Woman Donates Kidney to Stranger, Starts Kidney Transplant Chain

PHOTO: Zully Broussard started a rare kidney transplant chain when she donated her kidney to a stranger. In all six people will get new kidneys in two days as part of the chain.PlayKGO
WATCH One Woman Starts Lifesaving 'Kidney Swap' of Donors

When Zully Broussard decided to donate one of her kidneys to a stranger, she had no idea her act of kindness would spur five more people to donate their kidneys to strangers as part of a rare kidney transplant chain.

Broussard, of Sacramento, California, underwent surgery at California Pacific Medical Center in San Francisco Thursday, donating her kidney to a man whose relative wasn't able to donate because the relative wasn't a compatible match. That relative then donated a kidney to a stranger who was a match, and the chain continued, with recipients' loved ones donating until six people gave kidneys and six more received them.

"I thought I was going to help this one person who I don't know, but the fact that so many people can have a life extension, that's pretty big," Broussard told ABC's San Francisco station KGO.

PHOTO: The chain involves 12 strangers: six donors and six recipients.KGO
The chain involves 12 strangers: six donors and six recipients.

Half of the surgeries took place Thursday, and the rest are taking place today, according to the hospital.

Dr. Steven Katznelson, who directs the California Pacific Medical Center transplant program, said Broussard had wanted to donate a kidney "some time ago" to a specific recipient, but that recipient wound up receiving a kidney from a deceased donor instead. She decided she still wanted to be a donor, and approached the hospital.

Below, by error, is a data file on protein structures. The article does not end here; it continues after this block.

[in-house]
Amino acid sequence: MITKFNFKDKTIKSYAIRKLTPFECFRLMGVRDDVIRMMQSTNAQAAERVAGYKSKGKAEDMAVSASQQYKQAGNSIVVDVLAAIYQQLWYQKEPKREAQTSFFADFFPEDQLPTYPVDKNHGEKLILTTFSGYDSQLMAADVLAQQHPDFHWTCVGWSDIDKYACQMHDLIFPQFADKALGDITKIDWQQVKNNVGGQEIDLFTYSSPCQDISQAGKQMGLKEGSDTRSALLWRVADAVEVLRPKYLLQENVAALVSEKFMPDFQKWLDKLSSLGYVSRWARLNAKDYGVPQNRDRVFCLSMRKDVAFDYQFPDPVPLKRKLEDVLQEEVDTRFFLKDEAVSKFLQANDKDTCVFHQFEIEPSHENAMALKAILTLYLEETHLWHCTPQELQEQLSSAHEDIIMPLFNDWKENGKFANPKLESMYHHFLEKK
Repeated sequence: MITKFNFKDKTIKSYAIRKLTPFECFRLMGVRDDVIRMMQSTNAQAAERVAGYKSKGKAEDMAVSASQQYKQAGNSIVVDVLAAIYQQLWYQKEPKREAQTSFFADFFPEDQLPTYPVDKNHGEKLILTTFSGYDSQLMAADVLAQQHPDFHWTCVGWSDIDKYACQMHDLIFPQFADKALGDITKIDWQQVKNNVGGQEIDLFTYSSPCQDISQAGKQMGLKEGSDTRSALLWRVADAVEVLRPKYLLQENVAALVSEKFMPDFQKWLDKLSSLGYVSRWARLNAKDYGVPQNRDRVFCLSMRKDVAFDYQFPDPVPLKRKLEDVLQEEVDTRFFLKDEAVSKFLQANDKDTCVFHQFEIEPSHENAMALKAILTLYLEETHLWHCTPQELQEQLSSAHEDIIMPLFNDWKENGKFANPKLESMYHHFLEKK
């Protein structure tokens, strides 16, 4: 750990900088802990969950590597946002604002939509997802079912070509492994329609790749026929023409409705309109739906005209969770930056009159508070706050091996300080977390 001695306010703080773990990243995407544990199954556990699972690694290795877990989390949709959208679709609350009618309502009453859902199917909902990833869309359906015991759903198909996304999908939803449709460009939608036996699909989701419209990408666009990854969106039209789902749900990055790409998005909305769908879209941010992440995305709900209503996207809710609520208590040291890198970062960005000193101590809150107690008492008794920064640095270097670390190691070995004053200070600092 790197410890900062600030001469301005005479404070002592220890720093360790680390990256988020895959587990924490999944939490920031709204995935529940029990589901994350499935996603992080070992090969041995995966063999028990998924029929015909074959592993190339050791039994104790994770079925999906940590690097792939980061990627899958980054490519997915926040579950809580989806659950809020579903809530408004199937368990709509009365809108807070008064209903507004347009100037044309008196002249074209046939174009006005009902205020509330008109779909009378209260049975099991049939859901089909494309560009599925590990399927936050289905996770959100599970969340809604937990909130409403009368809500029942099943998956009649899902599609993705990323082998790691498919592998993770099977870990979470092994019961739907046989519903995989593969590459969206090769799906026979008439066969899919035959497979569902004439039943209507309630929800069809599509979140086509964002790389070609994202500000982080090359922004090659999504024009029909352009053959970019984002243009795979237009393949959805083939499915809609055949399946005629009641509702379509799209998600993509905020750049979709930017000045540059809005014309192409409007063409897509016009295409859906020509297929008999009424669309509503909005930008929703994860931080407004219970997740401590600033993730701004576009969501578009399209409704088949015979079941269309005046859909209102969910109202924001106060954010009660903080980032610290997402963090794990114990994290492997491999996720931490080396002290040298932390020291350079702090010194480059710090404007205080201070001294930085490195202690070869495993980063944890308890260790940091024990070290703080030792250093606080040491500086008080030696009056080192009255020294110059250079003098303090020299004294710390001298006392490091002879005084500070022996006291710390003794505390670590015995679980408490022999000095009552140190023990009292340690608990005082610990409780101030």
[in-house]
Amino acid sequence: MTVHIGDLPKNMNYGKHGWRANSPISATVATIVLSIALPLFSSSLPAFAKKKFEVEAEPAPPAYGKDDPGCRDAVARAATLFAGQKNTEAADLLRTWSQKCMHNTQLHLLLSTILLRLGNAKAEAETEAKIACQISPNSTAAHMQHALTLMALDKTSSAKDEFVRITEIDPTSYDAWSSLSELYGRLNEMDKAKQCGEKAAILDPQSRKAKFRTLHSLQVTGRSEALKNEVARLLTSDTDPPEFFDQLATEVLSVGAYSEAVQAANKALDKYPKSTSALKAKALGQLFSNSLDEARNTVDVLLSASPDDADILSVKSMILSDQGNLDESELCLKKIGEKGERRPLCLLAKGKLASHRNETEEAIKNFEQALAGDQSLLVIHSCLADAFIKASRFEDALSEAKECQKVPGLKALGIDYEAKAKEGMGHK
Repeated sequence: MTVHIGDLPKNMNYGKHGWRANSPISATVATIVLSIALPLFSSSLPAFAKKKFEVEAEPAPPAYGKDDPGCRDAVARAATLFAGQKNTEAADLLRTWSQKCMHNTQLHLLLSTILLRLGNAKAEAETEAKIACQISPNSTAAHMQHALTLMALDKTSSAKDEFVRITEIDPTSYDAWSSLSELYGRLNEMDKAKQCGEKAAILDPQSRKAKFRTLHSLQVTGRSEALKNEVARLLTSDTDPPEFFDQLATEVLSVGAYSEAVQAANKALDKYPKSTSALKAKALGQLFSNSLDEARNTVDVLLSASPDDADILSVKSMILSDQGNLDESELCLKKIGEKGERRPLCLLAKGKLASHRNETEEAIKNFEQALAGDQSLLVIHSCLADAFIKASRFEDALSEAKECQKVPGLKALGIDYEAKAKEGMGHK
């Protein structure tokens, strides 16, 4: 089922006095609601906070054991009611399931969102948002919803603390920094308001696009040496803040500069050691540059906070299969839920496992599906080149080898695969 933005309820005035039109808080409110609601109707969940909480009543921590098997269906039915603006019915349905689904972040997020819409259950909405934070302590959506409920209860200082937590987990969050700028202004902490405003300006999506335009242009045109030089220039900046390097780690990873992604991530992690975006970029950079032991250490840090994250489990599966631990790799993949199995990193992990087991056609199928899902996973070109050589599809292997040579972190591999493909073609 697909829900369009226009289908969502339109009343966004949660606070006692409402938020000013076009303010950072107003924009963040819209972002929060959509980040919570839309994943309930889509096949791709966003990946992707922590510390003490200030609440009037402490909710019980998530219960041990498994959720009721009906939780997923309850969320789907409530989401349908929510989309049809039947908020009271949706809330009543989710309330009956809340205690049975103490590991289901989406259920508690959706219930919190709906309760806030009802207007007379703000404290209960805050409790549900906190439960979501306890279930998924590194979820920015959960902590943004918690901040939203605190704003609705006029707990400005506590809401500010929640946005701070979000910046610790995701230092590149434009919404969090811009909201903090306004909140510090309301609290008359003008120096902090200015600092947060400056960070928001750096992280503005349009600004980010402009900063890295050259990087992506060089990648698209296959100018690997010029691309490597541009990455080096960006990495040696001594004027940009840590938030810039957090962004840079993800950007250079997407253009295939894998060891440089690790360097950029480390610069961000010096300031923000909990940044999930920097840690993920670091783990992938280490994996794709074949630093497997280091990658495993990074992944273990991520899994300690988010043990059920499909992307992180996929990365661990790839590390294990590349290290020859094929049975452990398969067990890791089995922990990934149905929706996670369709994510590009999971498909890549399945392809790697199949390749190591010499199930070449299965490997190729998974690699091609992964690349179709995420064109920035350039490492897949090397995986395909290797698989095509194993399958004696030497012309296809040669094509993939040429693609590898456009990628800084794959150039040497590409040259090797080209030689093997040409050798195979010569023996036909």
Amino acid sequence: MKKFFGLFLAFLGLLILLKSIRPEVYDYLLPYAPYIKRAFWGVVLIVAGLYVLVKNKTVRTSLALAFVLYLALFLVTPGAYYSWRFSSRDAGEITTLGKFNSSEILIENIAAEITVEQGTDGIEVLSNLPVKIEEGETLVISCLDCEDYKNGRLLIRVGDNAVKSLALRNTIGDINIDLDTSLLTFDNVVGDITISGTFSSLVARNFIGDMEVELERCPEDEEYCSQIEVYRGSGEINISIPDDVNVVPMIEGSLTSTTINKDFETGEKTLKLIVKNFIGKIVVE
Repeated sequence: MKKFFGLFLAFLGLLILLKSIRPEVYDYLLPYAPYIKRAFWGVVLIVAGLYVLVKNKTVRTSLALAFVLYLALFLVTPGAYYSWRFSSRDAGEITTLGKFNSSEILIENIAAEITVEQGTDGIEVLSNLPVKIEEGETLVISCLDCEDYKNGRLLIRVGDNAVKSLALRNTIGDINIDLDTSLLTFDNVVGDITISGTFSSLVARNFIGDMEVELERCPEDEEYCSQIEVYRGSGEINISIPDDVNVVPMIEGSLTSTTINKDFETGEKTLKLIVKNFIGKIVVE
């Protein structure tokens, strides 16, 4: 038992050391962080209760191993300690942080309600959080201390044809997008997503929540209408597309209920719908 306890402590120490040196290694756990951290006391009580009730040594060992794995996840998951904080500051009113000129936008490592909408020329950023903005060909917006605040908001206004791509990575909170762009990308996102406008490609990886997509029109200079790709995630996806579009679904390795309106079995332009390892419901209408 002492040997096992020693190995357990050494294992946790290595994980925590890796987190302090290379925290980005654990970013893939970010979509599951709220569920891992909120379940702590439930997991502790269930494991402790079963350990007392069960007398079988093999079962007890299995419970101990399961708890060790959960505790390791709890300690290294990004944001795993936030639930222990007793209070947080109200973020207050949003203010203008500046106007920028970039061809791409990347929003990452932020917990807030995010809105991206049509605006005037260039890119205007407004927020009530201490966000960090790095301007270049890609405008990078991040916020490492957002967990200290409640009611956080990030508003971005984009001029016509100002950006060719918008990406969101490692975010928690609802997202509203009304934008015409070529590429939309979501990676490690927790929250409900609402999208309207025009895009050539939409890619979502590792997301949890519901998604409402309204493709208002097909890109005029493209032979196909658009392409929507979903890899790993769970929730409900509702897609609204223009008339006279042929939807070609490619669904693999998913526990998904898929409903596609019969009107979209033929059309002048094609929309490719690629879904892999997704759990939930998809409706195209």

"She's just an amazing person," he said, adding that Broussard is in recovery and doing well. "She's truly altruistic and almost ... ethically needed to help."

Since she has blood type O, the so called "universal" donor type, it was easier to make the chain happen, Katznelson said.

"Blood type O is like gold," he told ABC News. "It really opened up a lot of possibilities."

Using sophisticated software, Katznelson identified a chain of matches from a database and the transplants took about a month to coordinate before surgery day, he said. The chain ended because the father of the final recipient was blood type A, and they didn't have anyone with that blood type to donate the kidney to, he said.

In all, 101,586 people are awaiting kidney transplants right now, according to data from the Organ Procurement and Transplantation Network, the organization under contract with the federal government. Of the 16,895 kidney transplants that took place in 2013, 5732 came from living donors, according to OPTN.

PHOTO: Kidney transplant chains happen when every kidney transplant recipient has a loved one who then donates one of their kidneys to a stranger. KGO
Kidney transplant chains happen when every kidney transplant recipient has a loved one who then donates one of their kidneys to a stranger.